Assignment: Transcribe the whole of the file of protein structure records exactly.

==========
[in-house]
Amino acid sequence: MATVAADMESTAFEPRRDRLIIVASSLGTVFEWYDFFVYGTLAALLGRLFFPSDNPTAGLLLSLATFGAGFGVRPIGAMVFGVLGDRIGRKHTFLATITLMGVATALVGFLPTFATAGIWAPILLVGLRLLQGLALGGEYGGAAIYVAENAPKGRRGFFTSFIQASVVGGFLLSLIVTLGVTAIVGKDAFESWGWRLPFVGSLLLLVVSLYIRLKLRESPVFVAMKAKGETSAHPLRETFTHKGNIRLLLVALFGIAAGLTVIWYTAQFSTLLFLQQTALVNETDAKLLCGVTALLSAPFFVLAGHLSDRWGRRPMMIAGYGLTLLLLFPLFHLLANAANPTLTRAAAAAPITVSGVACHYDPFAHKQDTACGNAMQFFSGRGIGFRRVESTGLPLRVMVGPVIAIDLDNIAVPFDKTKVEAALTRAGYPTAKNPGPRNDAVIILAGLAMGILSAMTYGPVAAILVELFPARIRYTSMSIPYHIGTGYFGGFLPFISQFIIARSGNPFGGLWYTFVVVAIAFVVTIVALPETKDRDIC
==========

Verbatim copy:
[in-house]
Amino acid sequence: MATVAADMESTAFEPRRDRLIIVASSLGTVFEWYDFFVYGTLAALLGRLFFPSDNPTAGLLLSLATFGAGFGVRPIGAMVFGVLGDRIGRKHTFLATITLMGVATALVGFLPTFATAGIWAPILLVGLRLLQGLALGGEYGGAAIYVAENAPKGRRGFFTSFIQASVVGGFLLSLIVTLGVTAIVGKDAFESWGWRLPFVGSLLLLVVSLYIRLKLRESPVFVAMKAKGETSAHPLRETFTHKGNIRLLLVALFGIAAGLTVIWYTAQFSTLLFLQQTALVNETDAKLLCGVTALLSAPFFVLAGHLSDRWGRRPMMIAGYGLTLLLLFPLFHLLANAANPTLTRAAAAAPITVSGVACHYDPFAHKQDTACGNAMQFFSGRGIGFRRVESTGLPLRVMVGPVIAIDLDNIAVPFDKTKVEAALTRAGYPTAKNPGPRNDAVIILAGLAMGILSAMTYGPVAAILVELFPARIRYTSMSIPYHIGTGYFGGFLPFISQFIIARSGNPFGGLWYTFVVVAIAFVVTIVALPETKDRDIC